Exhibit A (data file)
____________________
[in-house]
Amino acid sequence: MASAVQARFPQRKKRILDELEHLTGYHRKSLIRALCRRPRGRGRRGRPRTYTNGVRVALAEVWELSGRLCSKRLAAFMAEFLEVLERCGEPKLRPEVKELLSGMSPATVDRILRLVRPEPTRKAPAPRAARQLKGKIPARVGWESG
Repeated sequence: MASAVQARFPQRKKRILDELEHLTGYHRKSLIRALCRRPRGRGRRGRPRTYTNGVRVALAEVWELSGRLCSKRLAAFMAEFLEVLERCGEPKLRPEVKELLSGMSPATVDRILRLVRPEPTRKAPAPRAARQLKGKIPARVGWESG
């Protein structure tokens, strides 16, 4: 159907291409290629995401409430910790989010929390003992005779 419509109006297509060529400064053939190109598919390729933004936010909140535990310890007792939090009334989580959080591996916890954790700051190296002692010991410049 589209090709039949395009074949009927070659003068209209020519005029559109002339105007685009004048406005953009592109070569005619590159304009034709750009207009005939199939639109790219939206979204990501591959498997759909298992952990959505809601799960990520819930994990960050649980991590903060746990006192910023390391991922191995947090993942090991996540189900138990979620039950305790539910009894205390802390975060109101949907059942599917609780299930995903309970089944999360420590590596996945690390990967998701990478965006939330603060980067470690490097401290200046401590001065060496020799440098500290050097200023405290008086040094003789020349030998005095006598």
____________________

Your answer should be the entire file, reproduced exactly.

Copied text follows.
[in-house]
Amino acid sequence: MASAVQARFPQRKKRILDELEHLTGYHRKSLIRALCRRPRGRGRRGRPRTYTNGVRVALAEVWELSGRLCSKRLAAFMAEFLEVLERCGEPKLRPEVKELLSGMSPATVDRILRLVRPEPTRKAPAPRAARQLKGKIPARVGWESG
Repeated sequence: MASAVQARFPQRKKRILDELEHLTGYHRKSLIRALCRRPRGRGRRGRPRTYTNGVRVALAEVWELSGRLCSKRLAAFMAEFLEVLERCGEPKLRPEVKELLSGMSPATVDRILRLVRPEPTRKAPAPRAARQLKGKIPARVGWESG
């Protein structure tokens, strides 16, 4: 159907291409290629995401409430910790989010929390003992005779 419509109006297509060529400064053939190109598919390729933004936010909140535990310890007792939090009334989580959080591996916890954790700051190296002692010991410049 589209090709039949395009074949009927070659003068209209020519005029559109002339105007685009004048406005953009592109070569005619590159304009034709750009207009005939199939639109790219939206979204990501591959498997759909298992952990959505809601799960990520819930994990960050649980991590903060746990006192910023390391991922191995947090993942090991996540189900138990979620039950305790539910009894205390802390975060109101949907059942599917609780299930995903309970089944999360420590590596996945690390990967998701990478965006939330603060980067470690490097401290200046401590001065060496020799440098500290050097200023405290008086040094003789020349030998005095006598």